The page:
Amanah, DAP to use PH logo in Johor election as sign of unity

This followed PKR’s announcement to use its logo in the Johor state election instead of the PH logo


PARTI Amanah Negara (Amanah) and Democratic Action Party (DAP) will continue to use the Pakatan Harapan (PH) logo for the upcoming Johor snap election and future activities, as a sign of unity among component parties.

This followed PKR’s announcement to use its logo in the Johor state election instead of the PH logo.

In a joint media statement yesterday, Amanah president Mohamad Sabu and DAP secretary general Lim Guan Eng said both parties respect PKR’s decision.

“However, Amanah and DAP will continue to use the PH logo as a sign of unity that reflects our future commitment and aspiration to form a government through a united coalition,” they said.

Both Mohamad and Lim opined that component parties, as well as friendly parties should be together in both good times and bad.

They want all parties of the coalition to unite under a common symbol and adhere to common goals and political agendas, adding that the PH logo should be used to symbolise unity.

“A common logo is crucial to convincing voters that PH is serious about becoming a government and working to move together as a team in elections.

“Voters on the fence will typically give positive support to any coalition they believe can win, as well as be seen working together as a team, despite some differences between them,” they added.

The two leaders also reiterated that their parties will maintain PH’s commitment to meeting the needs of the people in Penang, Selangor and Negri Sembilan.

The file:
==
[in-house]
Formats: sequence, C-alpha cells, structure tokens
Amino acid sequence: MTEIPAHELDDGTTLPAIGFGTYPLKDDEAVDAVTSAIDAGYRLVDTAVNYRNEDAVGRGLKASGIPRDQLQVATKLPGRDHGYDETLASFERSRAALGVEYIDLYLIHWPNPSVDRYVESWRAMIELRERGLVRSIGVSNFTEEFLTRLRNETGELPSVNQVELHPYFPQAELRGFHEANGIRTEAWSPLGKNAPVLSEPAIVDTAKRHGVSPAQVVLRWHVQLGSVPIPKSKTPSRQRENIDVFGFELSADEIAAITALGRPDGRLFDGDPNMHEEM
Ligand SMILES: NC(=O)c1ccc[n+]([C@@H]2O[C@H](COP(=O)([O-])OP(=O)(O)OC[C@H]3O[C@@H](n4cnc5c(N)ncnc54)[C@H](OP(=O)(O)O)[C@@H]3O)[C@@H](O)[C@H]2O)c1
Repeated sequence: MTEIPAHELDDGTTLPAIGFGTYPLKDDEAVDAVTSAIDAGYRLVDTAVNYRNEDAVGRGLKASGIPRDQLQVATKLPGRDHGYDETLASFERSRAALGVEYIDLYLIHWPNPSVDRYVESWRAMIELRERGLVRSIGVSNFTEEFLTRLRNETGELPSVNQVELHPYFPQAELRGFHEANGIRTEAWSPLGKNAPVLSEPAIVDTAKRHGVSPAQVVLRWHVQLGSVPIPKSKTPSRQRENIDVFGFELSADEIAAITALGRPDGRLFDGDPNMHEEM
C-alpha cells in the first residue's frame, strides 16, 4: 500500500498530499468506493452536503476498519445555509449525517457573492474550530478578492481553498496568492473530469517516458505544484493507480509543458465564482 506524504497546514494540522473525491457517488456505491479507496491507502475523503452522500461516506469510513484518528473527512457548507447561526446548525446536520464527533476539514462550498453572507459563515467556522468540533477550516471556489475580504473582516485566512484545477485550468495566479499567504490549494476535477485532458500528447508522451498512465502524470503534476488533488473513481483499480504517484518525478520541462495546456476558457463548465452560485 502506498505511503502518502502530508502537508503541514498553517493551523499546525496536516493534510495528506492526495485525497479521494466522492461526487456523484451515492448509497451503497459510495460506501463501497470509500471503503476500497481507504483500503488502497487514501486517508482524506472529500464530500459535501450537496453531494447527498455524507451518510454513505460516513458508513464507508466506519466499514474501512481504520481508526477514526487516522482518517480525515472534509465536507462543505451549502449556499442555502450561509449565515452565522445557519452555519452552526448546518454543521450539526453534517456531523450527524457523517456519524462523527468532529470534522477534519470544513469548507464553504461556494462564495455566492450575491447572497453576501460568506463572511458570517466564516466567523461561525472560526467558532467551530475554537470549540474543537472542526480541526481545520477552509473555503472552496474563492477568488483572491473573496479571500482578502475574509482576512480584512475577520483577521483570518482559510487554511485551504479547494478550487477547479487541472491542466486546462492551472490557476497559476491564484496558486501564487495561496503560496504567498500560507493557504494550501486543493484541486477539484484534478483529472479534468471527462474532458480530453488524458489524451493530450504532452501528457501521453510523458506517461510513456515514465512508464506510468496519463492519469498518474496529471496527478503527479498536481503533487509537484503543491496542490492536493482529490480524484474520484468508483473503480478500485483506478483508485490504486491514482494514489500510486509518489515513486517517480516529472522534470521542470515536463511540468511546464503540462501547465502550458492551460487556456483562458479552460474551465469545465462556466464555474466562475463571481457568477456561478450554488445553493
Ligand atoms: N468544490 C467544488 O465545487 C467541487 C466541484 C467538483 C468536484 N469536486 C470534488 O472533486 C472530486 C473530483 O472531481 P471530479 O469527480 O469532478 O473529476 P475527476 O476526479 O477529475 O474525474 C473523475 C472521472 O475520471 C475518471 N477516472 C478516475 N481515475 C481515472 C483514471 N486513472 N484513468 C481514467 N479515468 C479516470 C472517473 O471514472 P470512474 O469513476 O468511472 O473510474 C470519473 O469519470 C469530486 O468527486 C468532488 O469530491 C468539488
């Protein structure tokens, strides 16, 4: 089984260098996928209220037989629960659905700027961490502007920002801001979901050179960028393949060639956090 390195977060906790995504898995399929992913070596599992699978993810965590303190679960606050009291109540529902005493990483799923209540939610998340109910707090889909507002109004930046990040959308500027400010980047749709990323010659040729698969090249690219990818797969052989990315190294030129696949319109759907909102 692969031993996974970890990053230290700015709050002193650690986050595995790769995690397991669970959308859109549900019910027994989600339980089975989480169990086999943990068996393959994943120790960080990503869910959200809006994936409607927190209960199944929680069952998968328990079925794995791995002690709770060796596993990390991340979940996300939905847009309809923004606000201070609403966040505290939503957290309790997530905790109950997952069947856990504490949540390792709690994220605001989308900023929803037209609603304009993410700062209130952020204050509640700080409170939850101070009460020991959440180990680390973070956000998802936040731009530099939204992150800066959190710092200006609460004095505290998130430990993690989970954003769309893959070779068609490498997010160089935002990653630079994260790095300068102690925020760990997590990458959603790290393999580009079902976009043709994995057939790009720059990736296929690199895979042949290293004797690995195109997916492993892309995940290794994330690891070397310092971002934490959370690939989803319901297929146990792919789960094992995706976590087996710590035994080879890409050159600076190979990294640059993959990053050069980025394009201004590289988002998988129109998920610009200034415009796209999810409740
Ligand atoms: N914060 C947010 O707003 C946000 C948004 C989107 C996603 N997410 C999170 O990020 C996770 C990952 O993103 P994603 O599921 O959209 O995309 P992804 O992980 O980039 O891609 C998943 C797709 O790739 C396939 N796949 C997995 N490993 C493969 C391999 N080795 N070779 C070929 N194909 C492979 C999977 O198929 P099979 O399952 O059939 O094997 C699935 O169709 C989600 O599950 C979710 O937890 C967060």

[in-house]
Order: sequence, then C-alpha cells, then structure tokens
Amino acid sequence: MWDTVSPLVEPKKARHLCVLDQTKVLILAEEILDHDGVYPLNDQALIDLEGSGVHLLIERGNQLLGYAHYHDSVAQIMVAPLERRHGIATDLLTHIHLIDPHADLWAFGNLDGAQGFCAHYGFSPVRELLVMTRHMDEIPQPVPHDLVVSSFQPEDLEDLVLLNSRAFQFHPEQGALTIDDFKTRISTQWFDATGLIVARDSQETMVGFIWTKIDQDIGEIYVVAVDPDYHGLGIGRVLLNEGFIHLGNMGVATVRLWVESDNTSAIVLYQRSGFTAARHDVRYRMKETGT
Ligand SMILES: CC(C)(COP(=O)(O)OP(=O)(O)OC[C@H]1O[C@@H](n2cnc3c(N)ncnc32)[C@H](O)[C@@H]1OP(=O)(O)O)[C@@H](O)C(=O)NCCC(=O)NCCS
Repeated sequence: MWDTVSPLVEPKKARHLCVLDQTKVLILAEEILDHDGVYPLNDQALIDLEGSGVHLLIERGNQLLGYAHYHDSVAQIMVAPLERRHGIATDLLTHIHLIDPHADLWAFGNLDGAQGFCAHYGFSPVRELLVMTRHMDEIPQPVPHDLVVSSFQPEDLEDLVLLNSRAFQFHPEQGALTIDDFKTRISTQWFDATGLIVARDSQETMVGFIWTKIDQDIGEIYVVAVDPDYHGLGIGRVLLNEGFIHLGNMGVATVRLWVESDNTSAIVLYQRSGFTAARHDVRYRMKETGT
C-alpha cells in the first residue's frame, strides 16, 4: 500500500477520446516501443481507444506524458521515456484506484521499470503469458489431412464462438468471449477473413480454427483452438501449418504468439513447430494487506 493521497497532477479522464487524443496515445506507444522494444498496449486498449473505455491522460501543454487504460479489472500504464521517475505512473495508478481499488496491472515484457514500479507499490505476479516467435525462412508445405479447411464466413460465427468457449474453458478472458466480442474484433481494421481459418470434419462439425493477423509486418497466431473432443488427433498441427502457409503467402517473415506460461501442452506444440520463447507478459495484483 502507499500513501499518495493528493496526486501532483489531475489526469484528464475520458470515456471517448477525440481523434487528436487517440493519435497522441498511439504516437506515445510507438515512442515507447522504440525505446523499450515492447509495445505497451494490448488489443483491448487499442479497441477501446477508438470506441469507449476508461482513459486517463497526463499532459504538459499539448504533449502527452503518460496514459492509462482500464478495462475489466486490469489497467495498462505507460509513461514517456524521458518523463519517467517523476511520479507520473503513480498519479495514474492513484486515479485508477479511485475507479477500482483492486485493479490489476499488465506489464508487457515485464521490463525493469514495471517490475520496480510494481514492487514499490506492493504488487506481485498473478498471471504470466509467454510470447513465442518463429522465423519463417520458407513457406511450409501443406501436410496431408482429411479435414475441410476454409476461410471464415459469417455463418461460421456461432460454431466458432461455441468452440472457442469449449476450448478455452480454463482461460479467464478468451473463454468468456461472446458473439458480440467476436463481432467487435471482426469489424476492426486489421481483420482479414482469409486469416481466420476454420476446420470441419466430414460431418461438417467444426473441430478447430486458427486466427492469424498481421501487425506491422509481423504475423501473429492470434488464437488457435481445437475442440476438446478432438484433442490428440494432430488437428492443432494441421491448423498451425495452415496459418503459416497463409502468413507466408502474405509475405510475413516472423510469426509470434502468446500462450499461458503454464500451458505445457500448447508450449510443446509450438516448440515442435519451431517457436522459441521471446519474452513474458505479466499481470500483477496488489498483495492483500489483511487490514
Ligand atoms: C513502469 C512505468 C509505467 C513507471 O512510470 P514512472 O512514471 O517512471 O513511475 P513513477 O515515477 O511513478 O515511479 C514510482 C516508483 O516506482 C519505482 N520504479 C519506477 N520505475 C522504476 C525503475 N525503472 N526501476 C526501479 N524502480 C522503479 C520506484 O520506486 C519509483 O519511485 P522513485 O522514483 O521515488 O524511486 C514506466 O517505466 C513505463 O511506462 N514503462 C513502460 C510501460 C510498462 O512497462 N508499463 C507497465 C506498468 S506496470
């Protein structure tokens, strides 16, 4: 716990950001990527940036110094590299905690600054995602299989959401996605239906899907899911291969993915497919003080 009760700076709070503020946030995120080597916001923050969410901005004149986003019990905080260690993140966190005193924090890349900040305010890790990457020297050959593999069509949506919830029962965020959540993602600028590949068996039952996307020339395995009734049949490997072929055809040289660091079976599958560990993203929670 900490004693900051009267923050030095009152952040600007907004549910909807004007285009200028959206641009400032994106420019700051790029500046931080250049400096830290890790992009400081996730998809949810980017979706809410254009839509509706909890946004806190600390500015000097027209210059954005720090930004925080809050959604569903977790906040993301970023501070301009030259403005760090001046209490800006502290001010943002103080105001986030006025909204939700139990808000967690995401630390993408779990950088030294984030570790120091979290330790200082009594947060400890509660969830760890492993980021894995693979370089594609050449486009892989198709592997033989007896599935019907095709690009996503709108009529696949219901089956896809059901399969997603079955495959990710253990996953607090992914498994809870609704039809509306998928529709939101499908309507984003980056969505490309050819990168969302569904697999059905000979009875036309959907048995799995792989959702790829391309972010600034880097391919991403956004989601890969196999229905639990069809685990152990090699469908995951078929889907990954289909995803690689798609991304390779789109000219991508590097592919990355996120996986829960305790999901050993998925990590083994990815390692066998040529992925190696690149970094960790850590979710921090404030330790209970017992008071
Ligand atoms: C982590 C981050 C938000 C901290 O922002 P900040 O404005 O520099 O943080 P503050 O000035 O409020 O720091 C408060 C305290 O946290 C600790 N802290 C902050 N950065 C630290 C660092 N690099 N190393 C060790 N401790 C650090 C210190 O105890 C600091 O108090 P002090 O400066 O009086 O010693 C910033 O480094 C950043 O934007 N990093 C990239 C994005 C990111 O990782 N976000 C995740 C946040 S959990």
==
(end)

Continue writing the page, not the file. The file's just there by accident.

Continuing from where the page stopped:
They also touched upon the historical trend of the ruling government consisting of a coalition of political parties.

“No party has won alone or has the right to rule on its own. That is why Umno has always been with Barisan Nasional (BN) and continues to use the BN logo even though it has been the dominant party in the country for the past few decades,” they said.

After PH’s win in the 2018 General Election, the coalition was finally registered with its own logo, which Datuk Seri Anwar Ibrahim had used as his campaign symbol during his comeback in the Port Dickson by-election.

The exemption to use this logo was only given to PH’s component parties in Sabah and Sarawak on the basis of the special status and autonomy of the Borneo provinces.

“In this Johor snap election, all opposition parties will face a tough fight against Umno-BN and the Perikatan Nasional (PN).

“By using a common logo, it will be easier for voters to see Amanah, DAP, PKR and UPKO as a PH coalition among the various new and old political parties entering the election arena this time,” Mohamad and Lim said in the statement.

In regards to their coalition’s brief term as the ruling government, which was cut short due to the resignation of then Prime Minister Tun Dr Mahathir Mohamad, the two leaders said PH had many achievements despite its imperfections.

Among the efforts they were proud of was the success in fighting corruption, as evidenced by the Transparency International Corruption Perceptions Index rating.

“The 2019 index ranked Malaysia 51st (53 points), while the same index for 2021 saw Malaysia plunge to 62nd (48 points) under the BN government in collaboration with PN.

“It was an improvement of 15 positions from 2018 when the PH administration took over. This shows that the coalition has made significant progress in tackling corruption and improving transparency in the country,” they said.

The Johor snap election, they added, is important in ensuring that Johoreans have a better future under PH’s leadership as the mandate of the people will decide who leads the state in the next general elections.

“This is the time for Johor voters to return the mandate to PH to ensure the Umno-BN government does not escape its responsibility for failing to manage the Covid-19 pandemic, economic downturn, lockdowns, or movement controls implemented many times that caused financial losses of over RM500 billion.

“There have also been viral infections, repeated political crises and administrative instability, floods that claimed more than 55 lives and losses of RM20 billion, as well as rampant corruption scandals and a lack of accountability,” they said.